I'm not sure what it is, but I find the whole concept, when explained by a lucid and accessible author, fascinating. And Dawkins is nothing if not lucid and accessible.
No wonder so many people are single. A few years ago, I spoke to a group of high-schoolers about the Jewish idea of love. I'll define it, and you raise your hands if you agree. Love is that feeling you get when you meet the right person. And I thought, Oy. This is how many people approach a relationship.
Consciously or unconsciously, they believe love is a sensation based on physical and emotional attraction that magically, spontaneously generates when Mr. And just as easily, it can spontaneously degenerate when the magic "just isn't there" anymore. You fall in love, and you can fall out of it.
The key word is passivity. Erich Fromm, in his famous treatise "The Art of Loving," noted the sad consequence of this misconception: Love is the attachment that results from deeply appreciating another's goodness.
Love is the result of appreciating another's goodness. The word "goodness" may surprise you. After all, most love stories don't feature a couple enraptured with each other's ethics. But in her study of real-life successful marriages The Good Marriage: How and Why Love LastsJudith Wallerstein reports that "the value these couples placed on the partner's moral qualities was an unexpected finding.
What we value most in ourselves, we value most in others.
God created us to see ourselves as good hence our need to either rationalize or regret our wrongdoings. So, too, we seek goodness in others. Nice looks, an engaging personality, intelligence, and talent all of which count for something may attract you, but goodness is what moves you to love.
You can create it. Just focus on the good in another person and everyone has some. If you can do this easily, you'll love easily.
I was once at an intimate concert in which the performer, a deeply spiritual person, gazed warmly at his audience and said, "I want you to know, I love you all. This man naturally saw the good in others, and our being there said enough about us that he could love us.
Judaism actually idealizes this universal, unconditional love.
Obviously, there's a huge distance from here to the far more profound, personal love developed over the years, especially in marriage. But seeing goodness is the beginning.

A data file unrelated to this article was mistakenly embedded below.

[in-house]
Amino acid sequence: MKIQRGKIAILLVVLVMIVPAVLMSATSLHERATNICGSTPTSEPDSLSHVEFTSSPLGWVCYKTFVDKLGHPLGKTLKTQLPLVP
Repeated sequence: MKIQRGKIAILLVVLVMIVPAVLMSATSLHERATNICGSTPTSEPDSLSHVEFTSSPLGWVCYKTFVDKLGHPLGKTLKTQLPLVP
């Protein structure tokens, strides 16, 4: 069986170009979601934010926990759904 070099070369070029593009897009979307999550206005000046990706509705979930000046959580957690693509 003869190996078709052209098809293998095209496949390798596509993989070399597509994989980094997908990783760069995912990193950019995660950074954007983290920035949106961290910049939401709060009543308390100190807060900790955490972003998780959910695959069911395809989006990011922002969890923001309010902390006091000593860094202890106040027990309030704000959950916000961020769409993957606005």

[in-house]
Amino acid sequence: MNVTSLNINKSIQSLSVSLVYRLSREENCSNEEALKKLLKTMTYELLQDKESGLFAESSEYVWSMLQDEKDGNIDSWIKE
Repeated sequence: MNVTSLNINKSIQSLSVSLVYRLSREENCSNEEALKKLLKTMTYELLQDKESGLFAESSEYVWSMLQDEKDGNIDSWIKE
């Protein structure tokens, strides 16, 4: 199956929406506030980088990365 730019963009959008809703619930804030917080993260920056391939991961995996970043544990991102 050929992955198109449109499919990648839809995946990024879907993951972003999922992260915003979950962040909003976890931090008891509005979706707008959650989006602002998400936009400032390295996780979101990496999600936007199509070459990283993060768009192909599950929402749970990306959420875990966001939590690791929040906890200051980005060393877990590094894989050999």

By focusing on the good, you can love almost anyone. Susan learned about this foundation of love after becoming engaged to David. When she called her parents to tell them the good news, they were elated. At the end of the conversation, her mother said, "Darling, I want you to know we love you, and we love David.
Actions Affect Feelings Now that you're feeling so warmly toward the entire human race, how can you deepen your love for someone?
The way God created us, actions affect our feelings most. For example, if you want to become more compassionate, thinking compassionate thoughts may be a start, but giving tzedaka charity will get you there.
While most people believe love leads to giving, the truth as Rabbi Eliyahu Dessler writes in his famous discourse on loving kindness is exactly the opposite: Giving leads to love. Neither is a father's forcing violin lessons on his son because he himself always dreamed of being a virtuoso.Essay Topics.
Area & Country Studies Essays (1, ) A Selfish Wish. A gentle breeze swept by playfully, ruffling my dark gray pelt. I could just barely make out the silhouettes of my fellow pack members.
My brother, Thor, was invisible in the black of the night. But right now, nothing mattered except for the adrenaline in the air.4/5(1). Selfish And Unselfish Actions As Personal Interest Philosophy Essay.
Print Reference this. Disclaimer: both do what they wish and they are both selfish. Therefore, it is the objective of an individual that brings about an act of selfishness.
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Published: Mon, 5 Dec Selfishness is an act of being self-centered and egotistical. Our essay contest winners wrote about not spending more time with a sister, a dad in prison and an online relationship.
- The Selfish Gene "We are survival machines—robot vehicles blindly programmed to preserve selfish molecules known as genes." -- Richard Dawkins, The Selfish Gene (1).
Can genes alone determine your DNA's place in the next generation. The Death of the Moth. Moths that fly by day are not properly to be called moths; they do not excite that pleasant sense of dark autumn nights and ivy-blossom which the commonest yellow-underwing asleep in the shadow of the curtain never fails to rouse in us.